ON AVERAGE, fertiliser accounts for 38% of cereal variable costs and on mixed grass leys the figure is over double that. Shaving even a small amount off those costs is therefore a worthwhile exercise.
An even spread pattern is the key to making the most of fertiliser inputs. Variation across the working width of disc spreaders is often the cause of striping in crops. But stripes only appear when variation rises above 20%. Below this there is no visible effect but the financial implications can be significant.
We provide a guide to help avoid the losses caused by inaccurate fertiliser application – it should take about three hours to complete.
1. general condition
First of all check over the general condition of the machine. Any debris in the hopper or wrapped around the agitators should be removed. What is the condition of the discs and vanes?
2. level and height
It is very important to make sure that the spreader rides level and at the correct height. This Amazone ZA-M should run 80cm above the growing plants – this may alter as the crop matures. Adjust the top-link so that it is level fore/aft – some manufacturers may recommend a slight angle.
Then stand back from the tractor and by adjusting the link-arms try to ensure that the hopper is parallel with the cab roof.
Next check the vanes. When applying fertiliser to young crops the tips should be level and angled upwards for top-dressing late in the season. Assess the vanes for wear. Heavy pitting leads to an uneven spread pattern.
4. application rate
Set the application rate. The manufacturer’s instruction manual will provide a range of hopper aperture settings to achieve the desired rate. For example, where 198kg/ha is to be spread at 10km/hr the aperture should be set to open to 35 on the ZA-M”s adjustment scale.
5. rate check
Check the rate – do a bucket flow test. Remove a disc and hang a bucket underneath the hopper aperture. Next check the instruction book or work out the area that would be covered travelling at the desired speed in 15secs or 20secs. Remember to halve this as you are only collecting from one hopper outlet.
Here, running at 10km/hr for 15secs covering half of a 24m bout, we would cover 0.05ha. Multiply the desired rate by this area to find how much material should run out of the hopper – eg 198kg/ha x 0.05ha = 9.9kg.
With the spreader running at the required pto speed open the slider and allow fertiliser to run out for the required time. Weigh the amount collected – remembering to deduct the bucket’s weight – and compare with the desired amount.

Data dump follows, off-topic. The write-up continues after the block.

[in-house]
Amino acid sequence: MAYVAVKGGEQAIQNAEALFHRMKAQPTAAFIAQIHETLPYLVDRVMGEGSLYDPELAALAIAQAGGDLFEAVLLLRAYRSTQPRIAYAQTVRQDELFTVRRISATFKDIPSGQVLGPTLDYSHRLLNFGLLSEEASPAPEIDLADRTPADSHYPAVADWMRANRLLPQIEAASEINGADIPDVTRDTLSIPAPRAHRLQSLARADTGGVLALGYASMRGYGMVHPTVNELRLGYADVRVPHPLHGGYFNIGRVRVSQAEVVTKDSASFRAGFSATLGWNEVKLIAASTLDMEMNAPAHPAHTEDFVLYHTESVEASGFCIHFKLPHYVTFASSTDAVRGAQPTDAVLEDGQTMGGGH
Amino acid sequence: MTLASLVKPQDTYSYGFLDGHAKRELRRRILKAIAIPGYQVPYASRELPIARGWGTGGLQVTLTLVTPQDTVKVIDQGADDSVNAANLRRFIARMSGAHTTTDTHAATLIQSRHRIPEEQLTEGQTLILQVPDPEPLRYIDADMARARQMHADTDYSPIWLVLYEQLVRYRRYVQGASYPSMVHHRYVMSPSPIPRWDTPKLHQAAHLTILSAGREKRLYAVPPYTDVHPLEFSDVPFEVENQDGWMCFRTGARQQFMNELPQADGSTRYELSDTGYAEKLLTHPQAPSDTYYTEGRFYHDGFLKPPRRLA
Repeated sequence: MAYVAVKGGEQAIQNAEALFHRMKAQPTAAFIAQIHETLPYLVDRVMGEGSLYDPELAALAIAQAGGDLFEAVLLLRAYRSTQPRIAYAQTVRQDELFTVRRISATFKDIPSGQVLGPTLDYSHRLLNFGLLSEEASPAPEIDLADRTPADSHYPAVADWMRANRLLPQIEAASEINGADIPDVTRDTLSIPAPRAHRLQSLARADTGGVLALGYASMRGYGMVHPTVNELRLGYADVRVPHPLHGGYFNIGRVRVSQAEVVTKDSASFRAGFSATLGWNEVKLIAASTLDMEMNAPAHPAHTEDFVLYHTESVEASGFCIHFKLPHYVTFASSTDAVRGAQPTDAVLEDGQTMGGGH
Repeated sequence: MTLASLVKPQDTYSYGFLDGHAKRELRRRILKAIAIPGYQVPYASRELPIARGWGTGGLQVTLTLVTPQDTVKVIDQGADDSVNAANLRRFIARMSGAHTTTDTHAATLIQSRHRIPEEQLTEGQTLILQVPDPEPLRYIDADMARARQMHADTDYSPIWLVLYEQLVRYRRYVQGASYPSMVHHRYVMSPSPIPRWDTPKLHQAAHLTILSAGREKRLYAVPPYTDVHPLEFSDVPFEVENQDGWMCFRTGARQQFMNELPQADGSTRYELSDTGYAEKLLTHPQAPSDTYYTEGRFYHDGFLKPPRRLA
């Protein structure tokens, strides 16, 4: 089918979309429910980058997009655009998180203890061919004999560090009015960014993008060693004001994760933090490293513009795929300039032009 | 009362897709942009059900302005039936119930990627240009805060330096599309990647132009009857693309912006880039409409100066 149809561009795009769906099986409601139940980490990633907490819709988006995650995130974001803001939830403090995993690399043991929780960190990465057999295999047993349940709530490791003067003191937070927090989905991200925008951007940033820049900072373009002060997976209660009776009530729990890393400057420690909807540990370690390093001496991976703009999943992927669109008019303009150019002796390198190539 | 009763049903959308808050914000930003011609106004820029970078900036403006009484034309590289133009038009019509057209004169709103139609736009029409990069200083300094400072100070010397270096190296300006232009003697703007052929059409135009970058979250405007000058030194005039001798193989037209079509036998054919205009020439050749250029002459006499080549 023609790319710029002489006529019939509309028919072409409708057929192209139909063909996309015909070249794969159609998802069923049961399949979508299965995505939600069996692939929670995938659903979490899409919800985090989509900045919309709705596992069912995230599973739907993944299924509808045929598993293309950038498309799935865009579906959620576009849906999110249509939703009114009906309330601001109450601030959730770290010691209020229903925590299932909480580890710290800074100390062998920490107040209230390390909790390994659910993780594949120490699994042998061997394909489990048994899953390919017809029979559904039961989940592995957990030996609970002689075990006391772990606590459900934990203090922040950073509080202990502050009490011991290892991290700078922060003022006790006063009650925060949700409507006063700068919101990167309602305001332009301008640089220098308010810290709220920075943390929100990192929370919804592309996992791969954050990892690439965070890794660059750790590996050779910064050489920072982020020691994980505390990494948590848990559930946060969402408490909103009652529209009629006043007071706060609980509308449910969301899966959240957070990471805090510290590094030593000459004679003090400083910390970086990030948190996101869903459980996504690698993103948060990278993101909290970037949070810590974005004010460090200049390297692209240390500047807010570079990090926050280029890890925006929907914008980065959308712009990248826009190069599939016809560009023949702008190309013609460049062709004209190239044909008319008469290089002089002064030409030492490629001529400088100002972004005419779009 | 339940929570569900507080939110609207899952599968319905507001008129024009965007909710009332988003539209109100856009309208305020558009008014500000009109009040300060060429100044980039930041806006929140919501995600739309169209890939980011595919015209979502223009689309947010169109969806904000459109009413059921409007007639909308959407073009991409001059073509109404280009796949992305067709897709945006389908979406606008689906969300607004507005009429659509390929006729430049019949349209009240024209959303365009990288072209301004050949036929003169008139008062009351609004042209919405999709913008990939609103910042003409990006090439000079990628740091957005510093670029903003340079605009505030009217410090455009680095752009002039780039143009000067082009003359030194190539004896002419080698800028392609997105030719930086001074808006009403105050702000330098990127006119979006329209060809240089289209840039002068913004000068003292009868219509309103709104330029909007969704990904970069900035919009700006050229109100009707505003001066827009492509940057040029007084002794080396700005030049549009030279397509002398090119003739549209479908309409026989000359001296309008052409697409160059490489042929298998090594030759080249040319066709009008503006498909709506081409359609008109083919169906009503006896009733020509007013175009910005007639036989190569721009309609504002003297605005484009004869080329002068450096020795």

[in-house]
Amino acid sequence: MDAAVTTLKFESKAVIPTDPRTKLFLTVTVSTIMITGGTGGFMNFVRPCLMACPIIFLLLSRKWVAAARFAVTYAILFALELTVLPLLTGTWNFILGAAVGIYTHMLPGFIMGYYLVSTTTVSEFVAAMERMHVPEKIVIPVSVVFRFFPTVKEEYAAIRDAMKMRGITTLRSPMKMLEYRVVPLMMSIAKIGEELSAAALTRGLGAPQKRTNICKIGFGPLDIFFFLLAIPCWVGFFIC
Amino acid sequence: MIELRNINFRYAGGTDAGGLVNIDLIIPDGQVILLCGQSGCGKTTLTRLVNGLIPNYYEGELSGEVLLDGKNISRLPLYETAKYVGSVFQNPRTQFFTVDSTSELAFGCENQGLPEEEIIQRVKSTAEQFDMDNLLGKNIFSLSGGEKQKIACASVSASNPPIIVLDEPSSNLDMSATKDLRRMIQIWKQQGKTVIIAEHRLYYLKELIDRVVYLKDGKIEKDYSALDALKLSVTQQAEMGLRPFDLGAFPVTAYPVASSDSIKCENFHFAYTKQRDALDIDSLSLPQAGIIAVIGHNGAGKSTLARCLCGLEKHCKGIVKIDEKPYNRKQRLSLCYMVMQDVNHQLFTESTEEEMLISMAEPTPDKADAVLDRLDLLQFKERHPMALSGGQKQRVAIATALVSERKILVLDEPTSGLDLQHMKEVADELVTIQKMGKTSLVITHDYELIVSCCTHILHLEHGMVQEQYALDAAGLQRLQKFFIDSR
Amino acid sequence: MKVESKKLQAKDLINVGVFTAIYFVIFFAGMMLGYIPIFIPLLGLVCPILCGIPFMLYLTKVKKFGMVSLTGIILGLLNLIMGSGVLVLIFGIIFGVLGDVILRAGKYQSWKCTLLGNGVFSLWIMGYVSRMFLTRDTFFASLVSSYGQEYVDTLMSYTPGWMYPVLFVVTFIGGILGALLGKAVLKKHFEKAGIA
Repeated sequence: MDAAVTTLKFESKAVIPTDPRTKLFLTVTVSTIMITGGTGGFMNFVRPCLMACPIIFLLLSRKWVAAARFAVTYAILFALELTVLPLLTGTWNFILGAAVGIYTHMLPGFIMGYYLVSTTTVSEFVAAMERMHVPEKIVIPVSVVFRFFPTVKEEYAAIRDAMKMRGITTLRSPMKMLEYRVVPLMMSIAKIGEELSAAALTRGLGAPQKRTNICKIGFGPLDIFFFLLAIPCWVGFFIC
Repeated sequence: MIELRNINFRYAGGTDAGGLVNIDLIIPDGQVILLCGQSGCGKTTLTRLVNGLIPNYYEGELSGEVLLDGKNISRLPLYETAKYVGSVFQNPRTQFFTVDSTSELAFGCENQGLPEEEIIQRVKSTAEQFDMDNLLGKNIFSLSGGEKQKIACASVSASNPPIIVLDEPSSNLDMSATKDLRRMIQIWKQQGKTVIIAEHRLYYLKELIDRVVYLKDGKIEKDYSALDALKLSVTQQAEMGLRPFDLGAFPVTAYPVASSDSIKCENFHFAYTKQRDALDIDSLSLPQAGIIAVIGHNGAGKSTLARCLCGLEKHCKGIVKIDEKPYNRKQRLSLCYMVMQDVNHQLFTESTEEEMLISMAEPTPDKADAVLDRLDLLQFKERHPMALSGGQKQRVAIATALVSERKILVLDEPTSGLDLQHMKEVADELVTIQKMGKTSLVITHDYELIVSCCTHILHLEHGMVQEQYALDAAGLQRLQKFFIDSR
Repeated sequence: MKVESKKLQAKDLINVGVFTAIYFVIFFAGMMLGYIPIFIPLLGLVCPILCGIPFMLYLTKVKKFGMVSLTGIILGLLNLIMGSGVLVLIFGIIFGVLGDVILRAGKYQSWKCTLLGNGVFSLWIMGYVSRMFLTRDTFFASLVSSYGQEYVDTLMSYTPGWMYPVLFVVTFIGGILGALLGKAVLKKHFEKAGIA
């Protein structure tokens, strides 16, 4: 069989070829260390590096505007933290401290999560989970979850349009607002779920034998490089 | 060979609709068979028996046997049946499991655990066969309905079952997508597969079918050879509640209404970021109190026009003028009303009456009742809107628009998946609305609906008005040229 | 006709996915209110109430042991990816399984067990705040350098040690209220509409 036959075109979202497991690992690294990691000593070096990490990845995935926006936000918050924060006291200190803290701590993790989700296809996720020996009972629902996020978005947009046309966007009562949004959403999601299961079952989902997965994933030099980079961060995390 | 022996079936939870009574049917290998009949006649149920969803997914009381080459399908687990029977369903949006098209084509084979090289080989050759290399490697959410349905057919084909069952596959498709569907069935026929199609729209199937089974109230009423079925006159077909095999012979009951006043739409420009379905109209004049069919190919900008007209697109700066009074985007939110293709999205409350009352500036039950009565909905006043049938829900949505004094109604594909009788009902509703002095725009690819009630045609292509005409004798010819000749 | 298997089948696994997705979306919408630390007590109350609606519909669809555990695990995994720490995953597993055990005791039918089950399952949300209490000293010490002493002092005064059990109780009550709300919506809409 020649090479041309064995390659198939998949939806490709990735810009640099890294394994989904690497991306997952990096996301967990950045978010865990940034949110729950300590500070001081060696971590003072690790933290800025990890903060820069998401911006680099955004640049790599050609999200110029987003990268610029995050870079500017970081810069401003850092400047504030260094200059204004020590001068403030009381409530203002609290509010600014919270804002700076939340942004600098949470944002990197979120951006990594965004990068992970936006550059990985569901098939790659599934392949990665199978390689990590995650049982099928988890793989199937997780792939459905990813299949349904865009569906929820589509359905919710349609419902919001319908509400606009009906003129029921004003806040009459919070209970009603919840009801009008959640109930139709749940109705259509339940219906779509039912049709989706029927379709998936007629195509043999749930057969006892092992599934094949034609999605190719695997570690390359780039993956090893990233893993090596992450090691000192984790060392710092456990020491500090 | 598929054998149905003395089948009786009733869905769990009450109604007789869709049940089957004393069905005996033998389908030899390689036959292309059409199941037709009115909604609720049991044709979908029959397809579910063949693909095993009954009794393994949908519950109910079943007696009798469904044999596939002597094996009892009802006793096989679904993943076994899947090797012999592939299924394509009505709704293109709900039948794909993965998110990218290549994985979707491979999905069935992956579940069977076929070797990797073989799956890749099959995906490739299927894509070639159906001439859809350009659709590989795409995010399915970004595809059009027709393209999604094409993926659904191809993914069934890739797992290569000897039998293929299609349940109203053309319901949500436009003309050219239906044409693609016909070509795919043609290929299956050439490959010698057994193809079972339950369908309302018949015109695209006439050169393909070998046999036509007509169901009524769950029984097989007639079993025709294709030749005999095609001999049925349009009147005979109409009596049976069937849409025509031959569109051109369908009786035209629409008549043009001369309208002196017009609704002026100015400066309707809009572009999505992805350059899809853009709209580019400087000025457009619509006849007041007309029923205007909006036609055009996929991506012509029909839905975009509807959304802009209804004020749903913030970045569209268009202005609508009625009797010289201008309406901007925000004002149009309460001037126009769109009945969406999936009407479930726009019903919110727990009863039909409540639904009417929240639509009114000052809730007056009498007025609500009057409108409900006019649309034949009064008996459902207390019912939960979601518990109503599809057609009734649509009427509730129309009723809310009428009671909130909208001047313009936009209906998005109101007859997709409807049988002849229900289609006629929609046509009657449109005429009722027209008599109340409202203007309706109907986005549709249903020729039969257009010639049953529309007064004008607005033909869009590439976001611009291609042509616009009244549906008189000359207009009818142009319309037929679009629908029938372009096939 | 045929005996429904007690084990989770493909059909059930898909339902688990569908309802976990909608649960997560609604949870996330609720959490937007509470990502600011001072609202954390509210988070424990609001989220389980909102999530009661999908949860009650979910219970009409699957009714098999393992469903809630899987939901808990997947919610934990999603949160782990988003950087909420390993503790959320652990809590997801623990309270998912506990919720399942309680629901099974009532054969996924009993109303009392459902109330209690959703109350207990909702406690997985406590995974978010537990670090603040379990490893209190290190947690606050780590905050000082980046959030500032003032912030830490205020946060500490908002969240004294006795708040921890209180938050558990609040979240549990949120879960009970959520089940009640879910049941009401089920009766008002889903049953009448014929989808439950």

Adjust the hopper aperture and retest until the correct figure is reached. Repeat this process for the other disc feed.
6. working width
Set the working width. The settings alter depending on the material to be applied. The manufacturer”s instruction manual will show the required settings for various different types of product. Position the vanes at the correct angle marked by a scale on the disc. Long and short vanes will have different settings.
7. tray test
Check the spread pattern. There are a number of ways to conduct this but, put simply, lay a row of trays out to catch fertiliser as the spreader passes over them. Collecting the material then gives an indication of a machine”s spread pattern. With the Amazone ZA-M set to spread across 24m we laid out trays across a 24m width, leaving a gap at each end for the tractor to pass through.
The tractor then runs up one side and back in the opposite direction at the other end. Although this means that we can only assess one side of each pass at a time, the trays represent the area between each tramline.
The reason for doing it this way is that most twin-disc spreaders actually spread material across double their actual working width, ie a 24m spreader covers 48m in one pass. But because the spread of material diminishes across the working width, the overlap from the next bout is used to ensure an even spread pattern. So by running up and back the full spread width is replicated.
The 50cm x 50cm boxes are then collected and their contents poured into tubes. Held in a rack and collected in the correct order, these represent the spread pattern to show any unevenness.
Where too much material collects towards the outside of the spread width, adjust the longer vane on the disc. If fertiliser is concentrated closer to the tractor’s wheelings, it is probably the shorter vane that requires tweaking. This is the case for the Amazone ZA-M machine used here – it is worth checking individual manufacturer’s settings.
Don’t forget to check border spreading devices to avoid spinning fertiliser into hedges and ditches.